The group collected their data by imaging single hair bundles with a high-speed CMOS camera, and they delivered stimuli through a glass fiber. Typically, at least in mammalian outer cells, vibrations are studied by electrically stimulating the cells. Outer hair cells can remain phase locked to stimuli up to several thousand hertz. At these frequencies, electrical excitation can be delivered more practically and uniformly. The bullfrog succulus, as noted above, typically operates in the more familiar, low-frequency regime. The authors report they used a stimulus amplitude of 1.7 nm, suggesting they may be using direct mechanical stimulation here. They further report the stimulus corresponds to a force of around 0.4pN, suggesting models of the mechanical properties of cell may have been used to interpret the stimulus more flexibly.
The main results of the study were based on observations of the time evolution of the phase difference between that of the hair bundle, and that of the stimulus. They show that the system exhibits what is known in the business as a "staircase" function. The staircase structure in the phase difference is a classic signature of mode locking in a dynamical system. The authors suggest that better understanding of the effect of weak signals on spontaneous oscillations in hair cells will shed light on other phenomena, like otoacoustic emissions. These emissions are measured spontaneously in newborns—in other words, in the absence of any sound stimulus. When measured in response to a stimulus, they reliably indicate that the hearing system in a child too young to talk is intact. In tinnitus, a faulty feedback system and magnified otoacoustic emissions are often to blame. While complex at times, the application of techniques from physics to biology continues to give rewarding insight into how sensory systems operate at the threshold of noise.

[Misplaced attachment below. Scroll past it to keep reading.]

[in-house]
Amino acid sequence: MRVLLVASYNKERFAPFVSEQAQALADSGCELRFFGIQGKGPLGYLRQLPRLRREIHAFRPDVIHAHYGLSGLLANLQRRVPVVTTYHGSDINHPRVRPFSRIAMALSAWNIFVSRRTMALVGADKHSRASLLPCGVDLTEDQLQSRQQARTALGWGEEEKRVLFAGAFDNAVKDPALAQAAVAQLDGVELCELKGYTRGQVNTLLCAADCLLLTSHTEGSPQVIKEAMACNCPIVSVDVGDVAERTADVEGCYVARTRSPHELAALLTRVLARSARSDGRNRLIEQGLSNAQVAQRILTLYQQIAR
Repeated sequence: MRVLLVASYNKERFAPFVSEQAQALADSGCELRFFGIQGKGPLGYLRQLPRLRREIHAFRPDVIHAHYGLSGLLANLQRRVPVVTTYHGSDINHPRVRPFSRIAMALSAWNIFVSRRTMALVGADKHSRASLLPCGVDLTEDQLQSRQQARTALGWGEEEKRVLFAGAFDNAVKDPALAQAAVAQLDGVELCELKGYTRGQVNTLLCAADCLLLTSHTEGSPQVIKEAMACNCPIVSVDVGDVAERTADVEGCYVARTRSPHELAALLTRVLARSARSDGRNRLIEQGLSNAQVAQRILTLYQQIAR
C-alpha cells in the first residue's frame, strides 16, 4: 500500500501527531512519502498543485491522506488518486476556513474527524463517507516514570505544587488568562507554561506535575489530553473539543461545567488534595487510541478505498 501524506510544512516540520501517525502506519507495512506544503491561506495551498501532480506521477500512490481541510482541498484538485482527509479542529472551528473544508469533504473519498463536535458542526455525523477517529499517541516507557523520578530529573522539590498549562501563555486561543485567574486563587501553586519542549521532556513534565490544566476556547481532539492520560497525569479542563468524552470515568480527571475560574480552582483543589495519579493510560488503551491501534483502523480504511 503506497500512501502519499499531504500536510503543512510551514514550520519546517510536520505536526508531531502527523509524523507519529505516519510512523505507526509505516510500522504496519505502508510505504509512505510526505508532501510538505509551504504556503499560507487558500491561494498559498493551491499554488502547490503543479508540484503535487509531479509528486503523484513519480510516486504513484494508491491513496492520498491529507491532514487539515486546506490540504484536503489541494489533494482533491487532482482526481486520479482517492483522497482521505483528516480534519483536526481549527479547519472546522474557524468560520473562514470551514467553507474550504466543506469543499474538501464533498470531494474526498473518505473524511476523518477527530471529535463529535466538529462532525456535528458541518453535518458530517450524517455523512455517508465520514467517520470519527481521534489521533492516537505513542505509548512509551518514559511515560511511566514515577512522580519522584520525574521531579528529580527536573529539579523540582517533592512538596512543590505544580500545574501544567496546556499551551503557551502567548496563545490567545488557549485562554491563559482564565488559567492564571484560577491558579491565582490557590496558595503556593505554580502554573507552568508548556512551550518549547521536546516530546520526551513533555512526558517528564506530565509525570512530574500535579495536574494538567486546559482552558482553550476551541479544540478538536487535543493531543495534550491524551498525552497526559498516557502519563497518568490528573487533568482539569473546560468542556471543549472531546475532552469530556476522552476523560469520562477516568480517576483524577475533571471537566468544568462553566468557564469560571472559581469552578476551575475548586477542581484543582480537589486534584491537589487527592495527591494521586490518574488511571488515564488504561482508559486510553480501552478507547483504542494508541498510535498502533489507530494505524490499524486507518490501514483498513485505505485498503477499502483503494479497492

Explore further: Serial time-encoded amplified microscopy for ultrafast imaging based on multi-wavelength laser
More information: Phase Slips in Oscillatory Hair Bundles, Phys. Rev. Lett. 110, 148103 (2013) DOI: 10.1103/PhysRevLett.110.148103
Hair cells of the inner ear contain an active amplifier that allows them to detect extremely weak signals. As one of the manifestations of an active process, spontaneous oscillations arise in fluid immersed hair bundles of in vitro preparations of selected auditory and vestibular organs. We measure the phase-locking dynamics of oscillatory bundles exposed to low-amplitude sinusoidal signals, a transition that can be described by a saddle-node bifurcation on an invariant circle. The transition is characterized by the occurrence of phase slips, at a rate that is dependent on the amplitude and detuning of the applied drive. The resultant staircase structure in the phase of the oscillation can be described by the stochastic Adler equation, which reproduces the statistics of phase slip production.